In Literary Sinhala, even today, many a technical term is represented by a loan word from Sanskritalthough the original concept comes from the English, eg. <software> [murdukg], <internet> [antrjl].

Since the introduction of policies of open economy in the late seventies the influence of English loan words on Sinhala has been on the increase. With the influx of electronic items and openings for new fields in the media and IT, there seem to be less resistance even by the purists to prevent the flow of loan words with little or no change to the original English terms.


2.1. role of English in Sri Lanka

English is one of the three official languages in Sri Lanka. In today's education policy much importance is given to improving the knowledge of English and IT skills in the Sri Lankan public. Bilingualism is not as rare a phenomenon as it used to be five or six decades ago. The electronic media has taken the hitherto 'foreign' language of English to the doorsteps of the rural communities. Especially in the field of advertising the use of English loan words along with Sinhala texts is very common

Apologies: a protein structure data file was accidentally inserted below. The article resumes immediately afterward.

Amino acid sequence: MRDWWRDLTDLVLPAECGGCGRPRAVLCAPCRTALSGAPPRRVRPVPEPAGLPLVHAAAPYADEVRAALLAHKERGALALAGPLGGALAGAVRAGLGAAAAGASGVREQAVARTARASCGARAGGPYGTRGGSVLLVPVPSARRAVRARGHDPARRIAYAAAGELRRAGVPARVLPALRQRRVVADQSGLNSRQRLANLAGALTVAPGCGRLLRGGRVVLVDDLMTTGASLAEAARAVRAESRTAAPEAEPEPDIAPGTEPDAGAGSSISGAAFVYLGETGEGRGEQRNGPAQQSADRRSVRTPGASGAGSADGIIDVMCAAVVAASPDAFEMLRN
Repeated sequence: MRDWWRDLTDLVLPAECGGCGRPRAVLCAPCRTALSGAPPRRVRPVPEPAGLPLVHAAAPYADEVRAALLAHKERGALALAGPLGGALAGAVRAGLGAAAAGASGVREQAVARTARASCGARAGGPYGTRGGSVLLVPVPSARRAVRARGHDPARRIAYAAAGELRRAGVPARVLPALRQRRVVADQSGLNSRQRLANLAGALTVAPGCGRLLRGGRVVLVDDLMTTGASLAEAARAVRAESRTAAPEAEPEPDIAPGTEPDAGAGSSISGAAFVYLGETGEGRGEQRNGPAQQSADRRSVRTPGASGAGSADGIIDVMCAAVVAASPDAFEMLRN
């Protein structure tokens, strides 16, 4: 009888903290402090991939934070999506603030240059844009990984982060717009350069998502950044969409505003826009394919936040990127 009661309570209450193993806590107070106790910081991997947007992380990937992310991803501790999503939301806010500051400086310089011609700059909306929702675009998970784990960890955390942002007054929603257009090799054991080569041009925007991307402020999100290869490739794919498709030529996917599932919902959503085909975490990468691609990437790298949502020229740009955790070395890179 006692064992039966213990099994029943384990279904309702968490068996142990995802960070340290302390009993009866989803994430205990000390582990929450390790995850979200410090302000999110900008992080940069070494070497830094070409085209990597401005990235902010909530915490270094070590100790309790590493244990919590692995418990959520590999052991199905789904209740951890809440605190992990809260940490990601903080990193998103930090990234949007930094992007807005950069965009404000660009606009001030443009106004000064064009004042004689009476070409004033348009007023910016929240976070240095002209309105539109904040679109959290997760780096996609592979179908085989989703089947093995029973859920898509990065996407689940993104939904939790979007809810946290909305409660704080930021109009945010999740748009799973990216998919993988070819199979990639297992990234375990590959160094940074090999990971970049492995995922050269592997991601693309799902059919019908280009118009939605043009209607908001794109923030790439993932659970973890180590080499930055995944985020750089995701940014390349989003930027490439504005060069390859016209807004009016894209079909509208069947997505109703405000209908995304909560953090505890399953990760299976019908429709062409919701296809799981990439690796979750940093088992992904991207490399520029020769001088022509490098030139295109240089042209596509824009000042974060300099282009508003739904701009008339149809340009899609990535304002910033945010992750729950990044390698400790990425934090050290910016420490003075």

today. For instance, it would be hard to find a Sinhala native speaker who would not know what a 'radio' or a 'tv' is or wonder what a 'bicycle' is. Even if the native speaker is not bilingual, the English loan words do function as a major entity in his vocabulary.

2.2. monolingual and bilingual native speakers

Sinhala native speakers can be monolingual or bilingual. As a national language and taught as in schools right up to the G.C.E. Advanced Level examination from Year 1 or Year 3 onwards, English is no 'foreign' language to the Sinhala native speaker.